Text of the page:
The Gujarat HC has observed that an employer scolding its employee
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The Gujarat HC has observed that an employer scolding its employee – to maintain discipline in the office would not amount to the former abetting the suicide of the latter and it would not constitute an offense within the fold of Section 306 of IPC.


Justice Nirzar Desai further held that if bona fide action of maintaining discipline in the office is registered as an offense under Section 306 IPC, then it would pose a threat to all employers. It observed,


” When an employee is scolded just with a view to maintain office discipline and out of fear or being hypersensitive, if an employee commits suicide, that would not constitute an offence attracting provisions of Section 306 of Indian Penal Code as the action taken by the employer was in good faith to maintain office discipline. “

In the instant case, the Petitioners were employers of the complainant’s daughter, who committed suicide days after being admonished for attending the function held by their client during office hours. They sought to quash the FIR for offenses under Sections 306 and 114 of IPC.


The complainant alleged that his daughter committed suicide by hanging herself due to ‘harassment being meted out to her’ by the Applicants. It was claimed that the Applicants had scolded the employee for attending a function during office hours and threatened her that legal action would taken against her, and her license would be suspended.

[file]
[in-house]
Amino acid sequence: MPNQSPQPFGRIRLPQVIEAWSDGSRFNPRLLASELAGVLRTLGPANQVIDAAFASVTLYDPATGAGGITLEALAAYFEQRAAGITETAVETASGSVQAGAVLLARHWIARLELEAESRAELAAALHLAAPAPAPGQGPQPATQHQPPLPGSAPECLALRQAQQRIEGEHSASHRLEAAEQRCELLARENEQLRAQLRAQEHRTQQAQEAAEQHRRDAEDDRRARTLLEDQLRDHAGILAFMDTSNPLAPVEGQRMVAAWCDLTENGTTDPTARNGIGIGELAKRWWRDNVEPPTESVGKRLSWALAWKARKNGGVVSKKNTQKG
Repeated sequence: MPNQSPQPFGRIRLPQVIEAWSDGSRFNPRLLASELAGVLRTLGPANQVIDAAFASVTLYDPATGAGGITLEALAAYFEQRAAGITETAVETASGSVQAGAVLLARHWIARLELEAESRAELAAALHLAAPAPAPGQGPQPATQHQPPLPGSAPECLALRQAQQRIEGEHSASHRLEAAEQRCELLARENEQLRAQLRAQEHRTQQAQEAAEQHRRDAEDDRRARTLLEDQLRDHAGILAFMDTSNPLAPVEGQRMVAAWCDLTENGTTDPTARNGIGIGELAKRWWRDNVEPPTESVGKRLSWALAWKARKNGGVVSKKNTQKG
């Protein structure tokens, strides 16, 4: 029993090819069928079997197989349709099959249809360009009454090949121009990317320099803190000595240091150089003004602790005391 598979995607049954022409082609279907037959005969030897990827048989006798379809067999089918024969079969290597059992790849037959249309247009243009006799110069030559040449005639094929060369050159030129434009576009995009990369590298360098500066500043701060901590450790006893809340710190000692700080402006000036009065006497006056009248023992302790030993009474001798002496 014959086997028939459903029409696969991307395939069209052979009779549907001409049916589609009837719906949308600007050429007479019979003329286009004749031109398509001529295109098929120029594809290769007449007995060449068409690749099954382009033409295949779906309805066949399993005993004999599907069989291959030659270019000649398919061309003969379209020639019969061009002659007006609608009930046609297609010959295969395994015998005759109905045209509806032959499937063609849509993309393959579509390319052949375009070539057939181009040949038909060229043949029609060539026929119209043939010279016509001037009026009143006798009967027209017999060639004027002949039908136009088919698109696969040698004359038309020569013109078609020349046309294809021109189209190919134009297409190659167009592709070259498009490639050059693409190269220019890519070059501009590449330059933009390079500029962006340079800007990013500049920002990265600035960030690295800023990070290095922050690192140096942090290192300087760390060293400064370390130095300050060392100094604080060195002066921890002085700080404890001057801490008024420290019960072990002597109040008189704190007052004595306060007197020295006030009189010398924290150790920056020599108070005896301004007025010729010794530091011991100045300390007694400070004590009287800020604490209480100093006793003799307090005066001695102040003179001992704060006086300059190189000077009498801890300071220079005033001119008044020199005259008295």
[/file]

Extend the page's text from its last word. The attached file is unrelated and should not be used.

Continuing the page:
The Applicants relied on Vaijnath Knodiba Khandke vs. the State of Maharasthra and another to argue that the ingredients of Section 306 were not made out in the instant case. Further, if the employer intended to maintain discipline in the offense, it would not amount to instigation or abetment in committing suicide.


The Gujarat HC has observed that an employer scolded its employee – there was no suicide note implicating the applicants.

The Bench noted that the alleged incident occurred on 23.06.2020 but she committed suicide after a week. Moreover, the FIR was registered a further nine days thereafter.


The Bench was of the view that had the applicants been instrumental in the suicide of the deceased person, in that case, the deceased would have taken that drastic action immediately (not after a week). Further, there was no suicide note implicating the applicants.


It also referred to Vaijnath Knodiba Khandke (supra), where it was held that exigencies of work and the situation may call for certain action on part of a superior…that action simplicity cannot be considered to be a pointer against such superior officer for the offense of abetment of suicide.


Keeping the above in view, Justice Desai concluded:


“If an employer on finding the employee breaching the discipline of office, asks the employee that legal action would be taken against concerned employee and if after few days, the concerned employee commits suicide, it cannot be said that the threat to take legal action was given with a criminal intent to instigate the employee to commit suicide.”


Accordingly, the application was admitted.



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